This post contains editorial samples and/or affiliate links to products I recommend. While this adds no additional cost to you, I will earn a small commission on any sales made.
My kids love being outdoors. They’ve inherited their Dad’s love for exploring and enjoying Nature and I love that.
We’ve been fostering a love for the Great Outdoors at the Wetlands Park since the kids were very young.
Set up to protect and nurture the land in the area, the tiny yet important inhabitants and plants, this park is loved dearly by all the local residents.
It’s heartening to know there are people who passionately care for our land, like our partners, the Trust for Public Land. They operate with a dedicated mission to create parks and protect lands, like the one my family enjoys, to ensure we live in healthy communities, not just today but always.
Thanks to the work they do, my children can enjoy being out in areas practically untouched by construction and artificial what-nots.
I enjoy watching them spring into Wild Kratts mode as soon as we set foot into our local 40 acre Wetlands Park. And the staff at the Park feed their “character” by handing them scavenger hunt sheets to mark off when they find specific butterflies, dragonflies, birds, plants and flowers.
My son loves the park so much that he insisted we celebrate his 4th birthday there. He wanted his buddies to join him on an insect scavenger hunt through the park and dip-net. We loved the idea as it would be one way to introduce his friends to his love for the Great Outdoors.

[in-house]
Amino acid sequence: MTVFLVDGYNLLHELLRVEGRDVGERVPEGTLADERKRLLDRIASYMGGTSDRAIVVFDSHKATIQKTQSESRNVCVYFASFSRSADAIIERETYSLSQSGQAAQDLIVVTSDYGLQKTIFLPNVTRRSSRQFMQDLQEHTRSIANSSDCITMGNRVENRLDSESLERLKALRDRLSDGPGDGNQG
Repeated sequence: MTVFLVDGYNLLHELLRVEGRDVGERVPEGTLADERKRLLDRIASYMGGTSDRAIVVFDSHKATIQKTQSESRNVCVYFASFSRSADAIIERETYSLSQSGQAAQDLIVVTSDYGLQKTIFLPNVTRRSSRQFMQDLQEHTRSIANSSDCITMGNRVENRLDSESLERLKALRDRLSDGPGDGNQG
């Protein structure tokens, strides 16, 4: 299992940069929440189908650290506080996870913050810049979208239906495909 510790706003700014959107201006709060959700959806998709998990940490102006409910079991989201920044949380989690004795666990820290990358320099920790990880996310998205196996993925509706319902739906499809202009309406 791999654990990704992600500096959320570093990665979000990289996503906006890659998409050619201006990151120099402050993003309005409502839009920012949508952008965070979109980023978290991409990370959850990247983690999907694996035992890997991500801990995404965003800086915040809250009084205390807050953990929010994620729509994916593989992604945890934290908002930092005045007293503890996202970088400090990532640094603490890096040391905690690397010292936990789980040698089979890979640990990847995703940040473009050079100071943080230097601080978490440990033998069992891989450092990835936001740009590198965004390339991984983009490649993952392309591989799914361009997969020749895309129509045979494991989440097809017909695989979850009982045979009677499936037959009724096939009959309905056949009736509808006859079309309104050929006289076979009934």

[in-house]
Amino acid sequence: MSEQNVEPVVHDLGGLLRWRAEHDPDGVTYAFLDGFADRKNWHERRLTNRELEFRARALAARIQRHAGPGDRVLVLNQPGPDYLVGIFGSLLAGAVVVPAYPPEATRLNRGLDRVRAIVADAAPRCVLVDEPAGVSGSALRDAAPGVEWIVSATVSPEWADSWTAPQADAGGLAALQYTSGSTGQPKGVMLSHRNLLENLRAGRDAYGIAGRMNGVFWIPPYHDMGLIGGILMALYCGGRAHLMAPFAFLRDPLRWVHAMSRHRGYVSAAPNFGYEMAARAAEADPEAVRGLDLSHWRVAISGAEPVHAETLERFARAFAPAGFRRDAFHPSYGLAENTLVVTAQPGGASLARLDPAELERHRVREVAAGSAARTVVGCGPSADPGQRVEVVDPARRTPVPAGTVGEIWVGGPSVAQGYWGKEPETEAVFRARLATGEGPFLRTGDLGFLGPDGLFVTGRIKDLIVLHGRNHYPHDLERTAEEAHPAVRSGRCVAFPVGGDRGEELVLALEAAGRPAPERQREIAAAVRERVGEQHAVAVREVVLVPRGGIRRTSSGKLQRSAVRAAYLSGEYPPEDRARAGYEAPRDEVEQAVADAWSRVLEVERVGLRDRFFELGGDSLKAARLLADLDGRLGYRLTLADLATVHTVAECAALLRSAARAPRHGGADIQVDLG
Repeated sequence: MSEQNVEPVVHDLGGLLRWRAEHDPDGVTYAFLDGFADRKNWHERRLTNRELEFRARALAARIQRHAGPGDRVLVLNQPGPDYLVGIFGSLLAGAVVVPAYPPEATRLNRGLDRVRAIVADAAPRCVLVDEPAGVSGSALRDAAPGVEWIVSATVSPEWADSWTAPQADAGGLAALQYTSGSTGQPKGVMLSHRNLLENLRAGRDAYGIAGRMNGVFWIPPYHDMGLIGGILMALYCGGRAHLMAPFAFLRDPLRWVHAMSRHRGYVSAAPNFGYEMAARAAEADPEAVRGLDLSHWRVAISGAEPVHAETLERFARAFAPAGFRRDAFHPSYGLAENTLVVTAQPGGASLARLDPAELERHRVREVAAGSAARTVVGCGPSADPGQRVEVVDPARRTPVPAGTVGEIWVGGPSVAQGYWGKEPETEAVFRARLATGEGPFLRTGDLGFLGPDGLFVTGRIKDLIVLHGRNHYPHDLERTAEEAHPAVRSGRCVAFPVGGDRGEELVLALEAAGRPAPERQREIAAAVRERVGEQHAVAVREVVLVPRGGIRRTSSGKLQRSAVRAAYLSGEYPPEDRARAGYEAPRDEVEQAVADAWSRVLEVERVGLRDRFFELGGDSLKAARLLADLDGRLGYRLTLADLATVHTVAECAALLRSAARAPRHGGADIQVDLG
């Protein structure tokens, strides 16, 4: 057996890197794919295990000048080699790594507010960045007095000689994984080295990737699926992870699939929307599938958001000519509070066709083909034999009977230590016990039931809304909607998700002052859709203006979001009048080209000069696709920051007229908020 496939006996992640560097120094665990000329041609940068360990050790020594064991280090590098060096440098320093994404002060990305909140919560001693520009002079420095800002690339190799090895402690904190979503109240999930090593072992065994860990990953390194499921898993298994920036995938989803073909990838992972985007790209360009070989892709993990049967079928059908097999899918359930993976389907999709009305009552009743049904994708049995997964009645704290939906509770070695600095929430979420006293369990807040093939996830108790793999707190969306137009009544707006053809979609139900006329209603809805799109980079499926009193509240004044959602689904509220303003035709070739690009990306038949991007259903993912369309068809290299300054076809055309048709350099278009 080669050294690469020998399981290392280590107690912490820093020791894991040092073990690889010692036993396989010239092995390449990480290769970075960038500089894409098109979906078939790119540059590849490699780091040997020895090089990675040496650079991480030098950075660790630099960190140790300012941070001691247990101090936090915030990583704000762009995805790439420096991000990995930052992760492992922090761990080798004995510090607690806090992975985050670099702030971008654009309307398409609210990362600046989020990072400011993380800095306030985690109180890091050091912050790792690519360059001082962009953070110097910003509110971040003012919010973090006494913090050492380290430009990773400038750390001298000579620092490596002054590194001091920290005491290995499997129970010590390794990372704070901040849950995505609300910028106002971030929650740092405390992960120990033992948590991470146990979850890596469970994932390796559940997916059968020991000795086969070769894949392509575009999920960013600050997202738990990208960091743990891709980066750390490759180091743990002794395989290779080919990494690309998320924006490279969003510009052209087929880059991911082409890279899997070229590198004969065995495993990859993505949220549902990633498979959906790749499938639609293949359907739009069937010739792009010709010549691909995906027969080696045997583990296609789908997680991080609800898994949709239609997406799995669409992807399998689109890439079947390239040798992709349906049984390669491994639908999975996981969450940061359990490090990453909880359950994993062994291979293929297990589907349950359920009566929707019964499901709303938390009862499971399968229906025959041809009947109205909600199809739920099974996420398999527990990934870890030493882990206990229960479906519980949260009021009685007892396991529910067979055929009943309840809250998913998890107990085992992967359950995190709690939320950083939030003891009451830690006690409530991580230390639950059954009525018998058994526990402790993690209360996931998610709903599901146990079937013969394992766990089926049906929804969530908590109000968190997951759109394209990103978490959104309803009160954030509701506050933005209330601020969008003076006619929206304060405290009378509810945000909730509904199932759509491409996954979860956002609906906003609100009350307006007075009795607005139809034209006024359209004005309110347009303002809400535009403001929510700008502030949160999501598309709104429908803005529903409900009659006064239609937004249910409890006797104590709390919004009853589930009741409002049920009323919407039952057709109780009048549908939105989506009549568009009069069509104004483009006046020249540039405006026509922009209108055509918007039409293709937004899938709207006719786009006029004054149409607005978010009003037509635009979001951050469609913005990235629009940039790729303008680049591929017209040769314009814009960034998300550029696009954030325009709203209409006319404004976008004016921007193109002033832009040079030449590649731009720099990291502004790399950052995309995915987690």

The beautiful thing about exploring a local park that’s also a wetlands or birding hub is that every visit is different. Migrating birds and butterflies, the growth of new plants and flowers, the discovery of new critters, all make a visit unique for
my kids my family.
If you asked my kids what they love about our park, they’ll scream dip-netting!
Armed with a tiny fishing net and with Mama’s permission to get as dirty as need be, they’re the happiest crouching down on the wetlands deck, hunting for water beetles, dragon flies and other pond critters.
Experiences like these are memory makers.
I’m sure my son won’t remember all the games he played on his LeapPad but will never forget fishing for critters, naming them and then releasing them back into the pond. Yes “living free and in the wild”, in true Wild Kratts fashion.
Would you join me in showing your support to the Trust for Public Land’s #OurLand movement by creating a virtual postcard on their site, sharing what Nature means to you/your family?
If your family is like mine, you would agree it means the world!